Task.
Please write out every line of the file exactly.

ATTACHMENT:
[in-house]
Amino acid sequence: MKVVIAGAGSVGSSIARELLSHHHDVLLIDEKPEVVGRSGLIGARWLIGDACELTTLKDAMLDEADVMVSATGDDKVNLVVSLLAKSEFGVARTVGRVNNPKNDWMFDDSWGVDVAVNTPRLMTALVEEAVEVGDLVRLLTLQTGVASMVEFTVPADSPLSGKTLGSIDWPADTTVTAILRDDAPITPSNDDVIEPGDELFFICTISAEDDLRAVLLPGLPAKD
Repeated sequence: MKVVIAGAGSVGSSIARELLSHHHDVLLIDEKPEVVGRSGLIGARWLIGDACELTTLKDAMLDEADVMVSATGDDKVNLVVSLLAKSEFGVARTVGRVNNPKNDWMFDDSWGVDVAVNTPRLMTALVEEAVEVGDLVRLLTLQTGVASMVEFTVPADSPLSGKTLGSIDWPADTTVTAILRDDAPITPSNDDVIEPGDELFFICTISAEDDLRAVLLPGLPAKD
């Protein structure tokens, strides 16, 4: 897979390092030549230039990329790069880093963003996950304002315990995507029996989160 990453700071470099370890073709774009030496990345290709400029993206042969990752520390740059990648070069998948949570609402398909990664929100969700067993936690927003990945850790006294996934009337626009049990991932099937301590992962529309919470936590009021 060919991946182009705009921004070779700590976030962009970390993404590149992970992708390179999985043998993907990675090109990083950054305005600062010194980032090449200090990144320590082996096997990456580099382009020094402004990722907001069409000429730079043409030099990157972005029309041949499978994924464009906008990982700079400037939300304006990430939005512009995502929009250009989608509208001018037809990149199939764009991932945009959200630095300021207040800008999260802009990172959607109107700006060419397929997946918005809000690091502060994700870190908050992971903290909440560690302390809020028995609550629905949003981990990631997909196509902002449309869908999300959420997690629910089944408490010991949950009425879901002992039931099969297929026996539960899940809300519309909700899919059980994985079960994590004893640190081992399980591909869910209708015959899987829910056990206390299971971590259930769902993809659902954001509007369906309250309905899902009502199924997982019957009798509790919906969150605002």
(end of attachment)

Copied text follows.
[in-house]
Amino acid sequence: MKVVIAGAGSVGSSIARELLSHHHDVLLIDEKPEVVGRSGLIGARWLIGDACELTTLKDAMLDEADVMVSATGDDKVNLVVSLLAKSEFGVARTVGRVNNPKNDWMFDDSWGVDVAVNTPRLMTALVEEAVEVGDLVRLLTLQTGVASMVEFTVPADSPLSGKTLGSIDWPADTTVTAILRDDAPITPSNDDVIEPGDELFFICTISAEDDLRAVLLPGLPAKD
Repeated sequence: MKVVIAGAGSVGSSIARELLSHHHDVLLIDEKPEVVGRSGLIGARWLIGDACELTTLKDAMLDEADVMVSATGDDKVNLVVSLLAKSEFGVARTVGRVNNPKNDWMFDDSWGVDVAVNTPRLMTALVEEAVEVGDLVRLLTLQTGVASMVEFTVPADSPLSGKTLGSIDWPADTTVTAILRDDAPITPSNDDVIEPGDELFFICTISAEDDLRAVLLPGLPAKD
């Protein structure tokens, strides 16, 4: 897979390092030549230039990329790069880093963003996950304002315990995507029996989160 990453700071470099370890073709774009030496990345290709400029993206042969990752520390740059990648070069998948949570609402398909990664929100969700067993936690927003990945850790006294996934009337626009049990991932099937301590992962529309919470936590009021 060919991946182009705009921004070779700590976030962009970390993404590149992970992708390179999985043998993907990675090109990083950054305005600062010194980032090449200090990144320590082996096997990456580099382009020094402004990722907001069409000429730079043409030099990157972005029309041949499978994924464009906008990982700079400037939300304006990430939005512009995502929009250009989608509208001018037809990149199939764009991932945009959200630095300021207040800008999260802009990172959607109107700006060419397929997946918005809000690091502060994700870190908050992971903290909440560690302390809020028995609550629905949003981990990631997909196509902002449309869908999300959420997690629910089944408490010991949950009425879901002992039931099969297929026996539960899940809300519309909700899919059980994985079960994590004893640190081992399980591909869910209708015959899987829910056990206390299971971590259930769902993809659902954001509007369906309250309905899902009502199924997982019957009798509790919906969150605002």